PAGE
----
Today, there are many discussions about computer user interfaces. The reason behind all of this attention is the emergence of a general understanding that the revolutionary ideas of Xerox PARC [Edw95] — which underpin virtually every modern GUI (including the Macintosh, Microsoft Windows and X Windows) are no longer enough. Somewhere, inspiration must be found for new approaches, because even the highly computer-literate are not entirely comfortable with existing interfaces.
The difficulty in finding alternatives to the user interfaces of today is part of a very general problem. Our society is obsessed with analysis — a fixation that effectively blocks the process of discovery in any field. While an analytic approach is crucial for evaluating ideas, or refining systems based on existing concepts, it cannot produce anything new.
Due to the limitations of analysis, it is not surprising that major discoveries have come about via another process. This process is commonly referred to as synthesis — an act of pulling together diverse ideas into a unified whole. One such famous result is the "Newtonian Synthesis" [Ten??], which refers to Sir Isaac Newton's Theory of Gravitation.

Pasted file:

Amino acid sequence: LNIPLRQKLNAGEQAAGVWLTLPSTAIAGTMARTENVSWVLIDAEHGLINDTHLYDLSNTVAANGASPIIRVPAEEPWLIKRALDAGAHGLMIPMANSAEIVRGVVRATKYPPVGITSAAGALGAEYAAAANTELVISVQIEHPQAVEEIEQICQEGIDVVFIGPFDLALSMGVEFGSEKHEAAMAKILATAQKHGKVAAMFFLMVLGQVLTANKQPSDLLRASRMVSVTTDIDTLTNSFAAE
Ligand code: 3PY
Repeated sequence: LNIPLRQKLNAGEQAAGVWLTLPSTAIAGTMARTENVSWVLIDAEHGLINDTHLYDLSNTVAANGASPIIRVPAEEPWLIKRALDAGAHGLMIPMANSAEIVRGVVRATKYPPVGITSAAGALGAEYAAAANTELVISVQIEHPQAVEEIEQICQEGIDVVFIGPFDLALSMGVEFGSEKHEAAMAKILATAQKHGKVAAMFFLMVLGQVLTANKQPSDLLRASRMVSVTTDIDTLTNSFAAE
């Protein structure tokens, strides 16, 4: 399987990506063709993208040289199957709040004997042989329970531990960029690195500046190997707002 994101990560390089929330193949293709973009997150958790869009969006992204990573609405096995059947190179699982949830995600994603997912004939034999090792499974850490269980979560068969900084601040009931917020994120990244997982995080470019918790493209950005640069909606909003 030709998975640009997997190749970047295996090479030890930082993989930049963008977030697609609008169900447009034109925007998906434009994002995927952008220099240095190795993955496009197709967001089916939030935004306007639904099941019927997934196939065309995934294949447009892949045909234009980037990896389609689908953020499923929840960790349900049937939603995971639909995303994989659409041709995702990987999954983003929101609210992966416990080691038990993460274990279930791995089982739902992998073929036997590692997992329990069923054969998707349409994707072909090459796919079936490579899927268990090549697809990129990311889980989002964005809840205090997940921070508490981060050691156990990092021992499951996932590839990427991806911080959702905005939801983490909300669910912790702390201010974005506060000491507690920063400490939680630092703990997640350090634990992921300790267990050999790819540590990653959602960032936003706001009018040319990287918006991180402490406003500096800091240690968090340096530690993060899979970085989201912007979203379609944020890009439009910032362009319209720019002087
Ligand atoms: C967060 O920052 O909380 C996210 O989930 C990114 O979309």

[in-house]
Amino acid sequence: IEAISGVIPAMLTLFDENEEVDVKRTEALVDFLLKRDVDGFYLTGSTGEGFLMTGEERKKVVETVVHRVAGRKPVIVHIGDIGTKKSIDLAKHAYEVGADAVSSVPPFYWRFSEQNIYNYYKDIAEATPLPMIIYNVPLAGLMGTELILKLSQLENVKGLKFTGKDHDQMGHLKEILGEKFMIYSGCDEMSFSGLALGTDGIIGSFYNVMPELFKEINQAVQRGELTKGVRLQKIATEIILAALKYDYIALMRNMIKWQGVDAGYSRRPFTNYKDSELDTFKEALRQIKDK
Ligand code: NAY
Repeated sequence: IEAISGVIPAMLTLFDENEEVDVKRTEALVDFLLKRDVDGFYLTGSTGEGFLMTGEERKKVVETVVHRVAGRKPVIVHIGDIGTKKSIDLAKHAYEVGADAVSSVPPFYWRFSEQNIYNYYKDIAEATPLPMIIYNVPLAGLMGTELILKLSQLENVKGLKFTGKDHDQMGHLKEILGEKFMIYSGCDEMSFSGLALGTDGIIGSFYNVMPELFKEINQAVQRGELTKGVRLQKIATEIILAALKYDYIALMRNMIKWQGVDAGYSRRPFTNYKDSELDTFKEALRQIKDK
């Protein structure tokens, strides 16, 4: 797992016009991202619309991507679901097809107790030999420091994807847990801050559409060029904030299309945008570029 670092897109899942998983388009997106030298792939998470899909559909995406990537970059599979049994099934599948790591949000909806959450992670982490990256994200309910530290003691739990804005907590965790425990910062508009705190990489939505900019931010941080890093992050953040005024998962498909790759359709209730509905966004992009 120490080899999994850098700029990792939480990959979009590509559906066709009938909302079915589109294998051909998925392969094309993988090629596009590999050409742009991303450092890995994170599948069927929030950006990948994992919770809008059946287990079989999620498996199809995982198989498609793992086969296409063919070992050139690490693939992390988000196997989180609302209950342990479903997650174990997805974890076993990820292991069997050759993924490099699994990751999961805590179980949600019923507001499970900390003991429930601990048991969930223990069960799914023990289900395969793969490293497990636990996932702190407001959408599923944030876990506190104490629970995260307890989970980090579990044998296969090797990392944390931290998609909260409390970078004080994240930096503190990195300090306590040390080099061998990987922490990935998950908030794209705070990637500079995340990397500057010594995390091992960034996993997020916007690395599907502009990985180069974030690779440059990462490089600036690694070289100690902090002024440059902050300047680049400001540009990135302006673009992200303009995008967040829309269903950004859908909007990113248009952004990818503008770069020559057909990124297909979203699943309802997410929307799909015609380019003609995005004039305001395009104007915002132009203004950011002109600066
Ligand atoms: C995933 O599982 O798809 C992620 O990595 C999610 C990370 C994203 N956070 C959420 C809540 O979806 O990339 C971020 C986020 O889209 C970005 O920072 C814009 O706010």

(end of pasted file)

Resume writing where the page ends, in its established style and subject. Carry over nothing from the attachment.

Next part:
Prior to Newton's discovery, it seemed that the motion of objects near the earth is quite different from the motion of stars, planets and other "celestial" bodies. The former phenomena had previously been studied by Galileo Galilei, while rules for the latter had been worked out by Johannes Kepler, based on the observations by Tycho Brahe [Fey63]. All of them were great scientists, and Newton is afforded the primary place among them due to the significance of his synthesis.
It can readily be argued that physics has been on a "synthesis craze" ever since Newton's success. For instance, the later work of Albert Einstein and Stephen Hawking on a unified theory are further steps towards an even greater synthetic result. The example set by such people is a worthy one to emulate.